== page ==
Ms. Engler received a letter personally addressed to her at her domicile from Janus Versand, a mail order company. That letter contained a payment notice whose form and content led her to believe that she had won a prize of ATS 455,000 in a cash prize draw organised by Janus Versand, and a catalogue of goods marketed by the latter with a request for a trial without obligation. Ms. Engler, as Janus Versand had requested, returned the payment notice to it, as she believed that that was sufficient in order to obtain the promised prize. Janus Versand refused to pay that sum to Ms. Engler.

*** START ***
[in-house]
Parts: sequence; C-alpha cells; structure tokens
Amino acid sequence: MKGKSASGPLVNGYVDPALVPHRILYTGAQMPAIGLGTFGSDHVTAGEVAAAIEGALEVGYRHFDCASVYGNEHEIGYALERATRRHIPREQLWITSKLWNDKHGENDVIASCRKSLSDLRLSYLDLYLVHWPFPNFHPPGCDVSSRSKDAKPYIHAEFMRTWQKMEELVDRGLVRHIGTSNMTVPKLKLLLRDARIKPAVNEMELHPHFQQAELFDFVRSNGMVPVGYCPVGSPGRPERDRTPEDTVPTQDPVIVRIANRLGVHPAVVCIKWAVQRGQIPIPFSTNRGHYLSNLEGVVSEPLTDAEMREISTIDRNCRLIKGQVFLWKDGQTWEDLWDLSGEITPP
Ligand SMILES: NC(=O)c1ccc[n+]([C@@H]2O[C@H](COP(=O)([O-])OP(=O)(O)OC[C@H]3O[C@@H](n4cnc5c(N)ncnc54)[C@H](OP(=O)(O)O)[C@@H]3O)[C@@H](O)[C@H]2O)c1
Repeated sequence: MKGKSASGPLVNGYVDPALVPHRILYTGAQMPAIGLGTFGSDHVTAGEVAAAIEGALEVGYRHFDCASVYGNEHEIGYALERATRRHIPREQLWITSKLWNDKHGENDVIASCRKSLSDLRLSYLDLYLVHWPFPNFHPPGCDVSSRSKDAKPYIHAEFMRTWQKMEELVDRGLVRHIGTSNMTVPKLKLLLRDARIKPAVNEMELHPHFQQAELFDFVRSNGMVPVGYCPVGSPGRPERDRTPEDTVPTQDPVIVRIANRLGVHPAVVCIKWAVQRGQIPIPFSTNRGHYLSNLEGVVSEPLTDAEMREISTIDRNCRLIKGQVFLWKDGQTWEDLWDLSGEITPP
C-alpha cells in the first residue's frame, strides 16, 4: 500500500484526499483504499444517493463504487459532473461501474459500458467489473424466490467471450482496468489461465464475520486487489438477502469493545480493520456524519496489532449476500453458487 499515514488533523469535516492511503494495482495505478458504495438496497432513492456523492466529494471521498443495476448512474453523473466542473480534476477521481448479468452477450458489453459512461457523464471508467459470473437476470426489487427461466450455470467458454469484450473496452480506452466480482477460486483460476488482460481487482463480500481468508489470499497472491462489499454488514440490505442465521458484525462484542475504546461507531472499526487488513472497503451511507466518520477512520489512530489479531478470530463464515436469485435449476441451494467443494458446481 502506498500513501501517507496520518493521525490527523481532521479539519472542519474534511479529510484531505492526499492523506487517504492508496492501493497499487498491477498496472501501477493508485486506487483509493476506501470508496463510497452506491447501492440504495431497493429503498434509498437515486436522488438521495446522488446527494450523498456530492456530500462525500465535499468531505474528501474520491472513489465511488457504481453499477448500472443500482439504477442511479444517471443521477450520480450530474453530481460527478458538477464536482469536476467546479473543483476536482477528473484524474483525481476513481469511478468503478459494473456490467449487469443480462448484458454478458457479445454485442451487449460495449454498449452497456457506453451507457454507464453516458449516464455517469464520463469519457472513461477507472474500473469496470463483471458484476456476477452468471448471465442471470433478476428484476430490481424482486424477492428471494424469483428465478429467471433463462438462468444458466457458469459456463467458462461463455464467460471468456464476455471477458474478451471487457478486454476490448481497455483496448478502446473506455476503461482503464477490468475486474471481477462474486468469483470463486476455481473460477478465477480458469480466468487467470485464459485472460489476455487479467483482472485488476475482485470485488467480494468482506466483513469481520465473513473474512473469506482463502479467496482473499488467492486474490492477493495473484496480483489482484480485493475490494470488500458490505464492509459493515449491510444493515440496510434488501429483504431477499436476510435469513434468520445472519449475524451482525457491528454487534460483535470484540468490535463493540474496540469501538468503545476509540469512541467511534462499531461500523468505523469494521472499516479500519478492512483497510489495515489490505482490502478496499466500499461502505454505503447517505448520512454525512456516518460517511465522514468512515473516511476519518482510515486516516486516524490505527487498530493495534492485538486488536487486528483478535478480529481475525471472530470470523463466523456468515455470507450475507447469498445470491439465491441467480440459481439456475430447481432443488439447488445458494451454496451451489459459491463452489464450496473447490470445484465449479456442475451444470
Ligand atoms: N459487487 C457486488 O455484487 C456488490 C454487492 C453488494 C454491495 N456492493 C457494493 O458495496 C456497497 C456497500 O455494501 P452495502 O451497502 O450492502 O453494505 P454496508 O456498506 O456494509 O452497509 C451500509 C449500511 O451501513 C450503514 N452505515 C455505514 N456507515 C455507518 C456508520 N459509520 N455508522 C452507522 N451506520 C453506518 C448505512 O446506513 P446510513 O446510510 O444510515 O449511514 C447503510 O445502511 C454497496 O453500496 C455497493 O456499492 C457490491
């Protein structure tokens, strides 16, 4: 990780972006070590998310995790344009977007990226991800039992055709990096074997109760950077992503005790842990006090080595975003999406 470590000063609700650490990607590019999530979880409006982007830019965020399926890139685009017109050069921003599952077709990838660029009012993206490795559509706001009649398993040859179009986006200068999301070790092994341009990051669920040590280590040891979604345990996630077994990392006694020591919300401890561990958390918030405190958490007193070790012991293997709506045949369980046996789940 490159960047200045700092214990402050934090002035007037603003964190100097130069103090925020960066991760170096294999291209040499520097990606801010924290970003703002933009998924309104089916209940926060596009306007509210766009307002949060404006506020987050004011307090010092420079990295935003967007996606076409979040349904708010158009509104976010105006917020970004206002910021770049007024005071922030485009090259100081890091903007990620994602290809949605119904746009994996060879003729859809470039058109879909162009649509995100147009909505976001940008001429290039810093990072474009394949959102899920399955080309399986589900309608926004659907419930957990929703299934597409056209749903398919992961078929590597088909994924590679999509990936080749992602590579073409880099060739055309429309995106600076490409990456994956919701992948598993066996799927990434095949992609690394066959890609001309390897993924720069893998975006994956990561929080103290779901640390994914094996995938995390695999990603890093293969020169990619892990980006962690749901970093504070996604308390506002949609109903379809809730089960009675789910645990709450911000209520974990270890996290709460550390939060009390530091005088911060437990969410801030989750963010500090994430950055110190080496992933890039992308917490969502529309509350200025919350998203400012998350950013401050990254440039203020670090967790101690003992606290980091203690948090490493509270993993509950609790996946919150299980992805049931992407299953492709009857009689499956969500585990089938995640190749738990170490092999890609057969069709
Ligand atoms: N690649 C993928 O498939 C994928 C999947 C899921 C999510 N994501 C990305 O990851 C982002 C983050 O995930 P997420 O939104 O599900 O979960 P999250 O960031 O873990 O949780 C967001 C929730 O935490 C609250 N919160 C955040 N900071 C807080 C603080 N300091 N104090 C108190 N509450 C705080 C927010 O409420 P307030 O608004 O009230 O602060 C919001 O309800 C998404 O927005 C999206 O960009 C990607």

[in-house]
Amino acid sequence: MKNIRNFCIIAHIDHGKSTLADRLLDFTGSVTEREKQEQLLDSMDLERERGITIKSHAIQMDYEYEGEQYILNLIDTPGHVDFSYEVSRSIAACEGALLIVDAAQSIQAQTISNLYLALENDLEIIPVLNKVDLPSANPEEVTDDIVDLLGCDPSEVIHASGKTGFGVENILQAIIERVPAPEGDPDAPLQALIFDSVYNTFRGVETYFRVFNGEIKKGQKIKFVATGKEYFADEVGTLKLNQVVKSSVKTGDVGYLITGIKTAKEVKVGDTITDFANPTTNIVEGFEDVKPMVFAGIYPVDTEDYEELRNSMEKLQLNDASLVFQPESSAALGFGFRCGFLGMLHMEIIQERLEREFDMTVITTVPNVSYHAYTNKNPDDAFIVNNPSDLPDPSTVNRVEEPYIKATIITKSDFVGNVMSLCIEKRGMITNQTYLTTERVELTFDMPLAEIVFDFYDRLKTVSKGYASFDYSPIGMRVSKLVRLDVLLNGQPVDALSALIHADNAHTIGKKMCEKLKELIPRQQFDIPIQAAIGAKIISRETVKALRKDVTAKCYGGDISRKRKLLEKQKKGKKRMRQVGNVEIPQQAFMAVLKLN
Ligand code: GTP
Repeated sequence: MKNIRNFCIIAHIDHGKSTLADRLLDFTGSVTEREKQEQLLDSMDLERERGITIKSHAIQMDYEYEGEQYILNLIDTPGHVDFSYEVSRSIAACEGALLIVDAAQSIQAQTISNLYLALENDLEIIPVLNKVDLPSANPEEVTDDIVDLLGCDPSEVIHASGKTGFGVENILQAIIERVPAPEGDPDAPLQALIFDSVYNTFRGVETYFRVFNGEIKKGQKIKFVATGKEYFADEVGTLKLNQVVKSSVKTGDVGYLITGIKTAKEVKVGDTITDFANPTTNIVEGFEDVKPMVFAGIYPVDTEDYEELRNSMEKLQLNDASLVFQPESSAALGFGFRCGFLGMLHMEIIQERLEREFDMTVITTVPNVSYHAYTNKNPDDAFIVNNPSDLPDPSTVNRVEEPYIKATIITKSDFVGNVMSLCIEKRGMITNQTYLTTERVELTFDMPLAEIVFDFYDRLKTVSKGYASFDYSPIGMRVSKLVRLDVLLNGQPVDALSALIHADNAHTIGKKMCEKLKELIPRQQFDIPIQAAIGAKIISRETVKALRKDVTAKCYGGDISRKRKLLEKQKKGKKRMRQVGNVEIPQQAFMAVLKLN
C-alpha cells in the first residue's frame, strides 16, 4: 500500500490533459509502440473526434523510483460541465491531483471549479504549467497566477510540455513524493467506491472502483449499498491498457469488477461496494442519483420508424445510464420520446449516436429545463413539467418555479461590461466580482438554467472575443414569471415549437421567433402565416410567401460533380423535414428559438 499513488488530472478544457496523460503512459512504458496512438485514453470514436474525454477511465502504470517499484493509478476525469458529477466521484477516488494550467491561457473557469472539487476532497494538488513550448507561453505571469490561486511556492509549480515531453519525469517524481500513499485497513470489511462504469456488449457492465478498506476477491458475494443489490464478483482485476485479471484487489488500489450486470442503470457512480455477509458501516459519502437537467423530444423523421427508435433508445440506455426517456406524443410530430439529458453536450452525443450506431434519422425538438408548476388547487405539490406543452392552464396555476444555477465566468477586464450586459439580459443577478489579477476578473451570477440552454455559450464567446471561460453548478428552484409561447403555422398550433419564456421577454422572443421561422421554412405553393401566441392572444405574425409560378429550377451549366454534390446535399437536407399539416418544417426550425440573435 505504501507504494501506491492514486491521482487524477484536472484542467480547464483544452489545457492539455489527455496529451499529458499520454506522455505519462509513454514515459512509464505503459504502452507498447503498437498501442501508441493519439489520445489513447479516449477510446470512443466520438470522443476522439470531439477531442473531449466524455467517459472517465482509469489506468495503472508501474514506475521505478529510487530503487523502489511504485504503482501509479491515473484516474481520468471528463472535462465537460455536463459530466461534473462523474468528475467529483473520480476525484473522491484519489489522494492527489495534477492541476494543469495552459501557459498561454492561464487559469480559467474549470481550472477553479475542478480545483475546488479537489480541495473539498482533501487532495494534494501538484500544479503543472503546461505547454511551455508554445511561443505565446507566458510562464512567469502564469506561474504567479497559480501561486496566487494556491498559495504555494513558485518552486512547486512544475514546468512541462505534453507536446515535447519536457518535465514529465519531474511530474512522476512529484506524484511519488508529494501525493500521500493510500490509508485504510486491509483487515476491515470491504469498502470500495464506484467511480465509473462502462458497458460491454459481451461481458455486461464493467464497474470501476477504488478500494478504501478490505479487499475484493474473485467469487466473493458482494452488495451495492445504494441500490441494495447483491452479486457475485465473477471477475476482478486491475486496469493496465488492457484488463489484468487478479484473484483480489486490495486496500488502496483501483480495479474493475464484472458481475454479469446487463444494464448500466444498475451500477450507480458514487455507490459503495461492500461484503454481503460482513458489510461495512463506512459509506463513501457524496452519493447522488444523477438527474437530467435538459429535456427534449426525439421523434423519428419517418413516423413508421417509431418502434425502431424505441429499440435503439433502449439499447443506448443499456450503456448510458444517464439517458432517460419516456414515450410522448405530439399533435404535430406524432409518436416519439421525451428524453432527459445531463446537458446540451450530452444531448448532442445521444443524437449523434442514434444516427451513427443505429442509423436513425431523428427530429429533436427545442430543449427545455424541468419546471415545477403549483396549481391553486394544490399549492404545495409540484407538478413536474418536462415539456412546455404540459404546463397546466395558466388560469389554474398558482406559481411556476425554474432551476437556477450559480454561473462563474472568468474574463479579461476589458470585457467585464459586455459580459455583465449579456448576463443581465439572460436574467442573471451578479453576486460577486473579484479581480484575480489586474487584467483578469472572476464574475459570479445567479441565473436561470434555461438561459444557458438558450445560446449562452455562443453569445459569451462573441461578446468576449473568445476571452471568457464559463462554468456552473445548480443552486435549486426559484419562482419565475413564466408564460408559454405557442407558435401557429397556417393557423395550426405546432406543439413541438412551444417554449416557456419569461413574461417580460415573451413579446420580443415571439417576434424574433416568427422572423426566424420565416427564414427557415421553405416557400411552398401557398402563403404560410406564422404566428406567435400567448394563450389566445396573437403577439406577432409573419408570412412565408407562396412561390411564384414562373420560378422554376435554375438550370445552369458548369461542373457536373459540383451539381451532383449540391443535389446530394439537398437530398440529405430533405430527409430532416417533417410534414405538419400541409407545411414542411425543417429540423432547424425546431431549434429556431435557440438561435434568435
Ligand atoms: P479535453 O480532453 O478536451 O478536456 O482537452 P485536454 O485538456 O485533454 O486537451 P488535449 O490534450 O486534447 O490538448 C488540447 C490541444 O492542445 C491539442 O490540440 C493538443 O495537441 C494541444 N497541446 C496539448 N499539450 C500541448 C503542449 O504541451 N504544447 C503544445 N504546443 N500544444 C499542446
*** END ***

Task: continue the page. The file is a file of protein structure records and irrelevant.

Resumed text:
Ms. Engler therefore brought an action against Janus Versand before the Austrian courts. The district court dismissed her action for lack of jurisdiction, but the appeals court referred the case to the ECJ for a preliminary ruling.The ECJ held that legal proceedings by which a consumer seeks an order, under the law of the Contracting State in which he is domiciled, that a mail order company established in another Contracting State award a prize ostensibly won by him is contractual in nature for the purpose of Article 5(1) of the Brussels convention, provided that, first, that company, with the intention of inducing the consumer to enter a contract, addresses to him in person a letter of such a kind as to give the impression that a prize will be awarded to him if he returns the payment notice attached to the letter and, second, he accepts the conditions laid down by the vendor and does in fact claim payment of the prize announced. On the other hand, even though the letter also contains a catalogue advertising goods for that company and a request for a trial without obligation, the fact that the award of the prize does not depend on an order for goods and that the consumer has not, in fact, placed such an order has no bearing on that interpretation.European Review of Private Law